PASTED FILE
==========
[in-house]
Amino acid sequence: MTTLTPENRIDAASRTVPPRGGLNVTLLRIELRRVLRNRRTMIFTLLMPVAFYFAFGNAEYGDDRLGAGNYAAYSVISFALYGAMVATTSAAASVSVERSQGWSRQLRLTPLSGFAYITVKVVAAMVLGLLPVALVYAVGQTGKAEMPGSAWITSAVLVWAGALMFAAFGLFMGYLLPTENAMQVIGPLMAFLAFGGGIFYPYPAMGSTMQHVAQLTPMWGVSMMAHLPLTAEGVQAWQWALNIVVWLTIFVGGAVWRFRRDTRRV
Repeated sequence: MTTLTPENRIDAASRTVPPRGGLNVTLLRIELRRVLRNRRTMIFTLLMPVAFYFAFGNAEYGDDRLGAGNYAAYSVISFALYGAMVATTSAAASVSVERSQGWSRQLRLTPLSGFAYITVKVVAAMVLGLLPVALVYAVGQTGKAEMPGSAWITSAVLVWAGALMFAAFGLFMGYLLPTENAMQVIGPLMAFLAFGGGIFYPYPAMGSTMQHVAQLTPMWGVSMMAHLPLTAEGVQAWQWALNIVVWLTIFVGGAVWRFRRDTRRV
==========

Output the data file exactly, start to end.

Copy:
[in-house]
Amino acid sequence: MTTLTPENRIDAASRTVPPRGGLNVTLLRIELRRVLRNRRTMIFTLLMPVAFYFAFGNAEYGDDRLGAGNYAAYSVISFALYGAMVATTSAAASVSVERSQGWSRQLRLTPLSGFAYITVKVVAAMVLGLLPVALVYAVGQTGKAEMPGSAWITSAVLVWAGALMFAAFGLFMGYLLPTENAMQVIGPLMAFLAFGGGIFYPYPAMGSTMQHVAQLTPMWGVSMMAHLPLTAEGVQAWQWALNIVVWLTIFVGGAVWRFRRDTRRV
Repeated sequence: MTTLTPENRIDAASRTVPPRGGLNVTLLRIELRRVLRNRRTMIFTLLMPVAFYFAFGNAEYGDDRLGAGNYAAYSVISFALYGAMVATTSAAASVSVERSQGWSRQLRLTPLSGFAYITVKVVAAMVLGLLPVALVYAVGQTGKAEMPGSAWITSAVLVWAGALMFAAFGLFMGYLLPTENAMQVIGPLMAFLAFGGGIFYPYPAMGSTMQHVAQLTPMWGVSMMAHLPLTAEGVQAWQWALNIVVWLTIFVGGAVWRFRRDTRRV